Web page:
Lesson 2


Key Sentences


tɑːnæː bəj ʧin sæːn ʊː? How is your health?
bɑjə̌rllɑː Thank you
bɑjirtæː Goodbye





A: tɑːnæː bəj ʧin sæːn ʊː?
B: sæːn bænɑː    bɑjə̌rllɑː




A: tɑːnə̌r sæːn ʊ?
B: bid bugdəːr sæːn bæːnɑː    tɑːnæː bəj ʧin sæːn bæːn ʊː?
A: bɑs sæːn bæːnɑː    bɑjirtæː
B: bɑjirtæː


“tɑːnæː bəj ʧin sæːn ʊː?” literally means “Is your body well?” The meaning is your health and general well-being, though.
The root word for both “thank you” and “goodbye” is bɑyə̌r, which means happiness.



________  sæːn ʊː?

  • tɑːnæː bəj ʧin
  • tɑːnə̌r iːn bəj ʧin
  • tədnæː bəj
  • bɑtʊː bɑgʧ iːn bəj
  • tərgə̌l bɑgʧ iːn bəj
  • tɑːnæː ɑːb iːn ʧin bəj
  • tɑːnæː əːʤ iːn ʧin bəj
  • tɑːnæː ɑːb əːʤ iːn ʧin bəj


Both /iːn/ and /næː/ endings make a word possessive.  Which one is used depends on the word it follows.
Remember that the /ʧin/ emphasizes the meaning of “your”.




  • tɑbnæː odə̌r
  • jisnæː odə̌r
  • ɑrbə̌n dorbə̌næː odə̌r
  • xœrə̌n dɔlɔːnæː odə̌r
  • gʊʧə̌næː odə̌r
  • gʊʧə̌n nəgnæː odə̌r




A: onoːdə̌r ʤʊrgɑːn    tərgə̌l bɑgʧ irn uː
B: irnəː


Expansion one tells how to make the days of the month. The /næː/ sound is put between the number and “day” to refer to the day of the month. However, in spoken Mongolian a simple /n/ sound after the number can also be used to mean the day (as in Expansion 2).


 thank you
 Batu (a common boy’s name)
 Tergel (a common girl’s name)
 possessive particle (like “apostrophe s” in English)
 possessive particle (like “apostrophe s” in English)




An /n/ sound is often added between words that are related. Thus, in the word eleven, which is “ten one”, the /ɑrə̌b/ (ten) becomes /ɑrə̌bə̌n/ or just /ɑrbə̌n/.

Listen to the differences:

10 ɑrə̌b
11 ɑrbə̌n nəg
20 xœr
21 xœrə̌n nəg
30 gʊʧ
31 gʊʧə̌n nəg

Listen to all the numbers from one to thirty-one.



When talking about a day of the month, the number and the word “day” are connected by making the number possessive. The 11th day (of the month) is literally said like “eleven’s day” or “the day of eleven”. Listen to the days of the month:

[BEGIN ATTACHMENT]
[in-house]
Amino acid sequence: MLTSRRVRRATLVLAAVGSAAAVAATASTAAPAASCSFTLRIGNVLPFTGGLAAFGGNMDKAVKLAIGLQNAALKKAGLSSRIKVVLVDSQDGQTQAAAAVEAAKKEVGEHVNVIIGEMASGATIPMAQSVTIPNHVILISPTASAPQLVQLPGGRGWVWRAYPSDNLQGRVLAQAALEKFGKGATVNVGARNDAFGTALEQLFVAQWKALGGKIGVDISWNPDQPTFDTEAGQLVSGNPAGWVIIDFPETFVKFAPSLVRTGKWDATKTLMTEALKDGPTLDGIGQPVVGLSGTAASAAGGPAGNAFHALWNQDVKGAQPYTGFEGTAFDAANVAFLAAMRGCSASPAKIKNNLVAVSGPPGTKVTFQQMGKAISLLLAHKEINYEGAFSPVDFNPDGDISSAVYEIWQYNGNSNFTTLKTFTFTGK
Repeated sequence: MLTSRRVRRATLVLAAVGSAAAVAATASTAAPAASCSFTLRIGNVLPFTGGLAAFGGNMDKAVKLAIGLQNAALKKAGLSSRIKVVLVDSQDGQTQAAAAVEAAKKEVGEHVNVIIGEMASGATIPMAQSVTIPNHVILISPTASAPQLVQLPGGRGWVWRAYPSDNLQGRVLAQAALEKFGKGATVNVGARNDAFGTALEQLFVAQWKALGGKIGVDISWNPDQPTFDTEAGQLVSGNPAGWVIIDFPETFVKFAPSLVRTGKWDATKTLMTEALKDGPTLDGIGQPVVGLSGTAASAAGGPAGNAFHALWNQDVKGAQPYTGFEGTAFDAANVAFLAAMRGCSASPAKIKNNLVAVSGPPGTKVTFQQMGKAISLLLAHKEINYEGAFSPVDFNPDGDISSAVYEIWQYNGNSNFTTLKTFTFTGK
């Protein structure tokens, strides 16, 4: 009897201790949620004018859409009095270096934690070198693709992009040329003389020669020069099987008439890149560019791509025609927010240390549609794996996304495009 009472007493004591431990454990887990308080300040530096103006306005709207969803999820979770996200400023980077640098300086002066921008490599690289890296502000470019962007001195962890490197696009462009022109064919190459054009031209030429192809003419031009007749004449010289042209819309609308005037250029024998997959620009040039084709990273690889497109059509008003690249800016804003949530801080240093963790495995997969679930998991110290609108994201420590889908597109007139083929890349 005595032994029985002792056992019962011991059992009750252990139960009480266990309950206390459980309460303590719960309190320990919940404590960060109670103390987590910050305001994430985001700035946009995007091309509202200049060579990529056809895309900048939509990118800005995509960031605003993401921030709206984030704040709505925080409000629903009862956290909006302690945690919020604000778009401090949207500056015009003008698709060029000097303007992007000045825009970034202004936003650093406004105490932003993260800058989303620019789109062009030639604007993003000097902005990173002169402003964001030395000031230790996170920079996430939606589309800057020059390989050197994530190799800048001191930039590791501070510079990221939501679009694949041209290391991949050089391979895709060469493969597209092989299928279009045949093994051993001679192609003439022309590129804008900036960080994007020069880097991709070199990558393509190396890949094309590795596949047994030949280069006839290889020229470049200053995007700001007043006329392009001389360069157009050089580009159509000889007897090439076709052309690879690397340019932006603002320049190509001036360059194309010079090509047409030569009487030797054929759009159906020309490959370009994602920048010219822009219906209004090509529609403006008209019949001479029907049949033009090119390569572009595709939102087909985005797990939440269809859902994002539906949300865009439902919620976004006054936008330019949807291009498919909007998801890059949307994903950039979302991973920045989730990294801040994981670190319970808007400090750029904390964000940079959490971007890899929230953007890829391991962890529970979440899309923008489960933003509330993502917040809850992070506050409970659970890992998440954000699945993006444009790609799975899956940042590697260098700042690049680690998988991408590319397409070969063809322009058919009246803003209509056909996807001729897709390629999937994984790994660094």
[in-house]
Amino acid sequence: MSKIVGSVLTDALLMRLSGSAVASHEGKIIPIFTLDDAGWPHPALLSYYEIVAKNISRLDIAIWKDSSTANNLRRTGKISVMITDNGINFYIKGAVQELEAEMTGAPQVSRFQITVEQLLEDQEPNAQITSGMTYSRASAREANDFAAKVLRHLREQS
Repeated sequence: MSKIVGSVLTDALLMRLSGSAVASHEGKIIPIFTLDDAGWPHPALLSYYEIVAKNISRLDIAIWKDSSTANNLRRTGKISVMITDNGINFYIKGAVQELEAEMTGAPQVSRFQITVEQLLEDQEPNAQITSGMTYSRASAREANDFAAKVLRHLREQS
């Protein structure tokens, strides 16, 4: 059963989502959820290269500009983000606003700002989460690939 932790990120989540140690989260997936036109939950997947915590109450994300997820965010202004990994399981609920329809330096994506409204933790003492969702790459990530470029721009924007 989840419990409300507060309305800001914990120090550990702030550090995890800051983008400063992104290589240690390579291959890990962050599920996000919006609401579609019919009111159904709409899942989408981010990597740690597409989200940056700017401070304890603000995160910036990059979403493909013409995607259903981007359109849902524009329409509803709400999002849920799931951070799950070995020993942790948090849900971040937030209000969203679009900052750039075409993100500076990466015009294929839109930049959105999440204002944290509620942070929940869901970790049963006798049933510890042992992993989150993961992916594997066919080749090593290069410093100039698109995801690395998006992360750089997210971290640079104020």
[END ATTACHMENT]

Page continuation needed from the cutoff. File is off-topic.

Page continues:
As mentioned in the note above, the word “day” is optional in spoken Mongolian. However, there is still an /n/ sound at the end of the number. Listen to the days of the month when said without the word “day”:




How do you say the following words:

  • goodbye
  • all
  • thank you
  • their
  • also
  • today
  • we
  • body
  • the numbers 1 through 31
  • the days of the month 1 through 31

How do you say the following sentences:

  • How is your health?
  • How is your parents’ health?
  • How Teacher Smith’s health?
  • Today is the 3rd.
  • Today is the 15th.
  • Today is the 30th.
  • Today is the 31st.
  • Thank you.
  • Goodbye.

If you were able to say most of these things correctly then you are ready to go on to lesson three. If not, then keep practicing! You can also download the audio for the whole lesson so that you can practice listening while washing the dishes. Just right-click the link below and choose “Save Link As…” to download.

Main lesson 2

If you have any questions about this lesson or if you notice a mistake, then please leave a comment below. If I don’t know the answer myself, then I will ask our teachers.

8 Comments on “Lesson 2

  1. Sain uu,
    What a lot of work! Ene site chin ih taalagdlaa. Bi ch bas huuchin mongol bichig sergeej surahad duhum yum, Bayarlalaa

    • Bayarlalaa. I wish I could reply to you properly in Mongolian but my Mongolian is still pretty bad. If you find any mistakes then please let me know.

  2. kewl, its so amazing . When i was high school i learned Mongolian script. i will suggest this site to my friends who wanna learn Mongolian script.
    Маргааш би Монгол бичиг хэл соёлын талаар гадаад хүүхдүүдэд хичээл заах юм. Мартсанаа эргэж санахад их тус боллоо. Баярлалаа

  3. Dear Suragch,
    I have some complaint about the spelling used in these lessons, say [bɑjə̌rllɑː] and [bɑjirtæː]. In Mongolian there’s no real difference between [ɑ̯] and [ə̯] as those vowels are supposed to be very weak but according to the vowel harmony [ɑ̯] should be used here. Using of extraordinary [ə̯] may bring extra difficulty to the learner.

    Also, I cannot hear any difference between the sound [bɑjə̯r-] and [bɑji̯r-] used in the article. Is there any point to artificially make the already distinct written and spoken Mongolian more distinct?

    What’s more, even if they are distinct, should [bɑjɪ̯r-] be used instead of [bɑji̯r-]? I assume this tutorial is based on the standard pronunciation of Mongolian.

    Either way thank you again for your effort on promoting Mongolian learning.

  4. Hello! I’m in a problem…

    in the Expansion 2 say:
    A: tərgə̌l bɑgʧ irn uː
    B: irnəː

    what’s the meaning of “irn u:” and “irnəː”

    I’m really grateful with the website, and I’d like to receive an answer! thanks

    • “tərgə̌l bɑgʧ irn uː” means “Is Teacher Tergel going to come?”
      “irnəː” means “Yes, he/she will come.

      The verb root “ir-” means “to come” and the “n” (or “nəː”) suffix indicates that it is the future tense. The “uː” particle makes it a question.

  5. I agree with the first comment above, ‘what a lot of work!’ Thanks so much my friend. This is helping me so much. I can’t wait to impress my Mongolian script teacher in Ulaanbaatar next lesson! This will make homework much more enjoyable and fruitful.

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